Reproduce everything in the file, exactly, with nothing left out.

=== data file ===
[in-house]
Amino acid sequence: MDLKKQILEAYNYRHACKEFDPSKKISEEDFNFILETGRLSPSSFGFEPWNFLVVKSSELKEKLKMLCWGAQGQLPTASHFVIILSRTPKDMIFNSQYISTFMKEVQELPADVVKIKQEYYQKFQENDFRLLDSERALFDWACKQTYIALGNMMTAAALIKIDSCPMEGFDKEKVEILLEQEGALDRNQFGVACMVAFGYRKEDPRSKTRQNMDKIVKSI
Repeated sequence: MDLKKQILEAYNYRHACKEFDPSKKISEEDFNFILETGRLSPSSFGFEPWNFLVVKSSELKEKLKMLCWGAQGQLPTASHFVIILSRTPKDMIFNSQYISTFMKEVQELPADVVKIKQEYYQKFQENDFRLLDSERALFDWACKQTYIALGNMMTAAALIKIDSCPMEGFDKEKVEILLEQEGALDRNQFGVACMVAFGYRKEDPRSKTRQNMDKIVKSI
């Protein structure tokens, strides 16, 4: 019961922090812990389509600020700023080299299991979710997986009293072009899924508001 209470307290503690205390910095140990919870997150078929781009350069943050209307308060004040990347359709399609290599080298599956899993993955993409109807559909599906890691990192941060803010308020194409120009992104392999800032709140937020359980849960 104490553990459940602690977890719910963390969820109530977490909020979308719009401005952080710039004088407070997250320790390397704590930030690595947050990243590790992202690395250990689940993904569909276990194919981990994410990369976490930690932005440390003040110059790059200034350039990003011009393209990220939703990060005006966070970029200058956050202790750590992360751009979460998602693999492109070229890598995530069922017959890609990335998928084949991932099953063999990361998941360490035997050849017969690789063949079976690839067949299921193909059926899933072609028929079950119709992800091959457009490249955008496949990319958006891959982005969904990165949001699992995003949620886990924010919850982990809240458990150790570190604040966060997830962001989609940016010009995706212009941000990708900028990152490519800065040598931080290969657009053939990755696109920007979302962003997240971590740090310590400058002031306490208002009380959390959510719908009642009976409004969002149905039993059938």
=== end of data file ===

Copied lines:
[in-house]
Amino acid sequence: MDLKKQILEAYNYRHACKEFDPSKKISEEDFNFILETGRLSPSSFGFEPWNFLVVKSSELKEKLKMLCWGAQGQLPTASHFVIILSRTPKDMIFNSQYISTFMKEVQELPADVVKIKQEYYQKFQENDFRLLDSERALFDWACKQTYIALGNMMTAAALIKIDSCPMEGFDKEKVEILLEQEGALDRNQFGVACMVAFGYRKEDPRSKTRQNMDKIVKSI
Repeated sequence: MDLKKQILEAYNYRHACKEFDPSKKISEEDFNFILETGRLSPSSFGFEPWNFLVVKSSELKEKLKMLCWGAQGQLPTASHFVIILSRTPKDMIFNSQYISTFMKEVQELPADVVKIKQEYYQKFQENDFRLLDSERALFDWACKQTYIALGNMMTAAALIKIDSCPMEGFDKEKVEILLEQEGALDRNQFGVACMVAFGYRKEDPRSKTRQNMDKIVKSI
């Protein structure tokens, strides 16, 4: 019961922090812990389509600020700023080299299991979710997986009293072009899924508001 209470307290503690205390910095140990919870997150078929781009350069943050209307308060004040990347359709399609290599080298599956899993993955993409109807559909599906890691990192941060803010308020194409120009992104392999800032709140937020359980849960 104490553990459940602690977890719910963390969820109530977490909020979308719009401005952080710039004088407070997250320790390397704590930030690595947050990243590790992202690395250990689940993904569909276990194919981990994410990369976490930690932005440390003040110059790059200034350039990003011009393209990220939703990060005006966070970029200058956050202790750590992360751009979460998602693999492109070229890598995530069922017959890609990335998928084949991932099953063999990361998941360490035997050849017969690789063949079976690839067949299921193909059926899933072609028929079950119709992800091959457009490249955008496949990319958006891959982005969904990165949001699992995003949620886990924010919850982990809240458990150790570190604040966060997830962001989609940016010009995706212009941000990708900028990152490519800065040598931080290969657009053939990755696109920007979302962003997240971590740090310590400058002031306490208002009380959390959510719908009642009976409004969002149905039993059938």